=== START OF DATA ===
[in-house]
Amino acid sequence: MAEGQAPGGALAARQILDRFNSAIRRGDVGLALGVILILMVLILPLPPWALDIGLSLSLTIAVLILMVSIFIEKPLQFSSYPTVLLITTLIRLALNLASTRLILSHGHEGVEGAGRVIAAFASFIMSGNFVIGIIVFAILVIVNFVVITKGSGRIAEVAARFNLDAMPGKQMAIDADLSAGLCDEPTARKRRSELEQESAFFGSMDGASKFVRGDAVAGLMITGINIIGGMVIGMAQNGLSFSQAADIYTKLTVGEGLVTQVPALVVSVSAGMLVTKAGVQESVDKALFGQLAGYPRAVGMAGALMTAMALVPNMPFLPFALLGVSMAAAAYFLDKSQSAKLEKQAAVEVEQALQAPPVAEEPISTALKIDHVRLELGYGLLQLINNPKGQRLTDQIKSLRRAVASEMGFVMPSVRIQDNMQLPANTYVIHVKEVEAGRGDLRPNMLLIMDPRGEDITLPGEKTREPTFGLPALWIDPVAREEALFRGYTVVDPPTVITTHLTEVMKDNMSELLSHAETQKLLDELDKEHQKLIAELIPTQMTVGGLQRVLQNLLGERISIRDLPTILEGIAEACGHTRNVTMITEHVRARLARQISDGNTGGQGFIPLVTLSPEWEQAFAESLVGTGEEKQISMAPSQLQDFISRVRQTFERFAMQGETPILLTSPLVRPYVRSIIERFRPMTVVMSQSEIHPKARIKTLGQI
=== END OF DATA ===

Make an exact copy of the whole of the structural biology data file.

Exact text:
[in-house]
Amino acid sequence: MAEGQAPGGALAARQILDRFNSAIRRGDVGLALGVILILMVLILPLPPWALDIGLSLSLTIAVLILMVSIFIEKPLQFSSYPTVLLITTLIRLALNLASTRLILSHGHEGVEGAGRVIAAFASFIMSGNFVIGIIVFAILVIVNFVVITKGSGRIAEVAARFNLDAMPGKQMAIDADLSAGLCDEPTARKRRSELEQESAFFGSMDGASKFVRGDAVAGLMITGINIIGGMVIGMAQNGLSFSQAADIYTKLTVGEGLVTQVPALVVSVSAGMLVTKAGVQESVDKALFGQLAGYPRAVGMAGALMTAMALVPNMPFLPFALLGVSMAAAAYFLDKSQSAKLEKQAAVEVEQALQAPPVAEEPISTALKIDHVRLELGYGLLQLINNPKGQRLTDQIKSLRRAVASEMGFVMPSVRIQDNMQLPANTYVIHVKEVEAGRGDLRPNMLLIMDPRGEDITLPGEKTREPTFGLPALWIDPVAREEALFRGYTVVDPPTVITTHLTEVMKDNMSELLSHAETQKLLDELDKEHQKLIAELIPTQMTVGGLQRVLQNLLGERISIRDLPTILEGIAEACGHTRNVTMITEHVRARLARQISDGNTGGQGFIPLVTLSPEWEQAFAESLVGTGEEKQISMAPSQLQDFISRVRQTFERFAMQGETPILLTSPLVRPYVRSIIERFRPMTVVMSQSEIHPKARIKTLGQI